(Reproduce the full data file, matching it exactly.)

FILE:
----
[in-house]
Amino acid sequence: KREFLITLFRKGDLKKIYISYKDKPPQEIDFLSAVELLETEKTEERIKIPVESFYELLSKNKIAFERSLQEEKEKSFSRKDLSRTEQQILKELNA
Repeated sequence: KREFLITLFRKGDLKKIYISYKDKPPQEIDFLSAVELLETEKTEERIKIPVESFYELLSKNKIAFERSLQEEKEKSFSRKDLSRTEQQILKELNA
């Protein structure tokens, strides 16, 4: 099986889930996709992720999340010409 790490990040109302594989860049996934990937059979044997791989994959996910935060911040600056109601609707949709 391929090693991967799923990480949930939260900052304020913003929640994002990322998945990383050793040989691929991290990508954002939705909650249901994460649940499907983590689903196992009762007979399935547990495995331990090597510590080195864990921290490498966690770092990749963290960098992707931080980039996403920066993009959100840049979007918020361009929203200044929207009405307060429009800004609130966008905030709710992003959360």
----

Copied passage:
[in-house]
Amino acid sequence: KREFLITLFRKGDLKKIYISYKDKPPQEIDFLSAVELLETEKTEERIKIPVESFYELLSKNKIAFERSLQEEKEKSFSRKDLSRTEQQILKELNA
Repeated sequence: KREFLITLFRKGDLKKIYISYKDKPPQEIDFLSAVELLETEKTEERIKIPVESFYELLSKNKIAFERSLQEEKEKSFSRKDLSRTEQQILKELNA
């Protein structure tokens, strides 16, 4: 099986889930996709992720999340010409 790490990040109302594989860049996934990937059979044997791989994959996910935060911040600056109601609707949709 391929090693991967799923990480949930939260900052304020913003929640994002990322998945990383050793040989691929991290990508954002939705909650249901994460649940499907983590689903196992009762007979399935547990495995331990090597510590080195864990921290490498966690770092990749963290960098992707931080980039996403920066993009959100840049979007918020361009929203200044929207009405307060429009800004609130966008905030709710992003959360």